The flavoral finish is also softest here, but the acidity keeps the mouth watering for a long long time after. This wine will continue to evolve significantly in bottle, I believe. The 2012 Sauvignon will be a change for many, but it will not weigh down the palate.

Massican Annia White Blend

Massican Annia 2012 and 2011

click on comic to enlarge

The 2012 vintage brought a shift in production levels on Petroski’s Ribolla Gialla and Tocai Friulano leading to a difference in proportion on the Massican Annia, his white blend.

Where the 2011 carried a Friulano base, the 2012 relies more on Ribolla. Character-elements remain consistent between the wines but with a change in emphasis from one year to the next. The 2011 offers a lifted citrus blossom carriage with base notes of almond flower. In 2012 the presentation flips, bringing more of that bitter almond gravitas–but the more time spent with this wine, the more it lifts its profile with the floral elements showing more of Petroski’s signature perfume. Give this wine time to open up.

These are all excellent food wines.

Thank you to Dan Petroski for taking time, and for opening his wines for us.

Thank you to Carla Rzewszewski.

To read more about the Massican story, check out Talia Baiocchi’s article in Eater: http://eater.com/archives/2012/06/14/california-wines-pendulum-swing-isnt-just-about-style-alcohol-levels.php

Copyright 2013 all rights reserved. When sharing or forwarding, please attribute to WakawakaWineReviews.com.

A Life in Wine: Stephen Lagier and Carole Meredith of Lagier-Meredith Wines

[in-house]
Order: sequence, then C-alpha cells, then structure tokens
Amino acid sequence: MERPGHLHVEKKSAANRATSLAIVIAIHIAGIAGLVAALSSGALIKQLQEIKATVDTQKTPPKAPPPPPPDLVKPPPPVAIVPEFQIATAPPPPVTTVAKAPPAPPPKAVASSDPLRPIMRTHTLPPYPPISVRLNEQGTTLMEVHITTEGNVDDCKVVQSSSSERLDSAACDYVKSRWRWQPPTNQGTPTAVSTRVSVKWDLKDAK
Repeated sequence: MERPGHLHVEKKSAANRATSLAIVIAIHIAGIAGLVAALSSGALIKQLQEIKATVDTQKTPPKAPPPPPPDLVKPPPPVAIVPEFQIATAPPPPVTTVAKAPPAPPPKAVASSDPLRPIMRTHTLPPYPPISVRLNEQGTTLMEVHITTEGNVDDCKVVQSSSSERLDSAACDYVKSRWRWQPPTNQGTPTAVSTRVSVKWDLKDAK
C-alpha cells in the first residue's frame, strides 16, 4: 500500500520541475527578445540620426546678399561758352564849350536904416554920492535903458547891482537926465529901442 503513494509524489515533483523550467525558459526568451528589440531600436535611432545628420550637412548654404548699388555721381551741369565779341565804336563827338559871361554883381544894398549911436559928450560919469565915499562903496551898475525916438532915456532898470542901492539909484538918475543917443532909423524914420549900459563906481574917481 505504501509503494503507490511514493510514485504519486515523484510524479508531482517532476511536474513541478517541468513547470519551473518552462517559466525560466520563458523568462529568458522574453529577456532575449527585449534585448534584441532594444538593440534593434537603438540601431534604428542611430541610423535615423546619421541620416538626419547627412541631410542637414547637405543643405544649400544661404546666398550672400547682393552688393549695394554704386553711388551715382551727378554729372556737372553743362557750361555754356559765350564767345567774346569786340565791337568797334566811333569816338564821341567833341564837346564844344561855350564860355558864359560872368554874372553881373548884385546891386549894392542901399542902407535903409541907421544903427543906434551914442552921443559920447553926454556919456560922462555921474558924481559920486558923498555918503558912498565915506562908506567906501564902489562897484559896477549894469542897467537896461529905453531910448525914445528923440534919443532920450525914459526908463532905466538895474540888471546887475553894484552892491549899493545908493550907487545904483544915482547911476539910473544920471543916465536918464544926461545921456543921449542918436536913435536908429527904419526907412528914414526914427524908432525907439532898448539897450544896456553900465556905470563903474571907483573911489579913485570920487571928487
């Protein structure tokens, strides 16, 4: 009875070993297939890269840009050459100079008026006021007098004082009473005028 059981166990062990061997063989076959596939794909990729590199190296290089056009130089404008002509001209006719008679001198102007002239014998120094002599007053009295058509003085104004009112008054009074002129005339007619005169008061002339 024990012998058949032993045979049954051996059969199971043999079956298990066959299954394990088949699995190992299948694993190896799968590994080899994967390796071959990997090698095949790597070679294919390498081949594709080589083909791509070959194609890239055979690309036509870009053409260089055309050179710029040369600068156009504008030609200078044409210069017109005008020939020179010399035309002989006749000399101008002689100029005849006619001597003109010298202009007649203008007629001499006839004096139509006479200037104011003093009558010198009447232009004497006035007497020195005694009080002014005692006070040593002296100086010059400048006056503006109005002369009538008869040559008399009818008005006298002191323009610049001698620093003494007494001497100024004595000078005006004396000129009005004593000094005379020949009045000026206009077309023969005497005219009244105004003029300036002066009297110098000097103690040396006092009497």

Visiting Lagier-Meredith: Driving to the top of Mt. Veeder

Carole and Stephen

Carole Meredith and Stephen Lagier at their home on top of Mt Veeder

It’s mid-December on a clouded day, the first of several visits to Lagier-Meredith Vineyards over a couple of months. At the top of Mt Veeder, the fog has shielded our view from the other side of the valley. We can still make out the general direction towards the house in which Robert Mondavi once lived, and the nearby (rather flat) peak of Mt Veeder itself, but the Bay, and mountains in every direction hide behind the cold weather. I’ve driven to the house of Stephen Lagier and Carole Meredith after getting the guts to write and ask for an interview a couple weeks before.

The story of Lagier-Meredith fascinates me for multiple reasons. The pair were among the very first to plant Syrah in Napa Valley at a time it was even more defined by Cabernet Sauvignon. When they purchased the land that would become their home and vineyard, Mt Veeder was not yet an appellation (the area still today not burgeoning with development as the creased and rolling tree covered mountain AVA makes too much growth difficult). Before realizing they had fruit good enough to sell wine from they were a two career couple.

Stephen Lagier made wine for Robert Mondavi, after first managing the company’s lab. But prior to that he’d also helped perform research at UC Davis on the chemical effects of vineyard practices before significant knowledge was to be had on the subject. Carole Meredith’s career at the same university focused on the genetic relationships between grape types, leading to the landmark discovery that Cabernet Sauvignon was the off-spring of Cabernet Franc and Sauvignon Blanc, information now almost taken for granted.

Talking with Lagier and Meredith

Lagier-Meredith art

art display outside the entrance to Lagier’s and Meredith’s home–Stephen made the frogs, Carole the telephone

Talking with the twosome proves both entertaining and insightful. The couple enjoy not only bragging about each other’s successes, but sharing in the fun of how they met.

In Fall 1980, both began work at UC Davis in the Viticulture and Oenology department. Lagier had done his undergraduate degree in Biochemistry and recognized most graduate students spent their study years broke, often also going into debt. Unwilling to follow suit, he started his Master’s degree in Winemaking (before the program shifted to a single Viticulture and Oenology Master’s degree) with a full-time job. Over five years, Lagier ran the research program for a professor doing chemical analysis of the effects of training vines on grape composition. At the same time, Lagier purchased his own home, then rented rooms out to other students to help with expenses.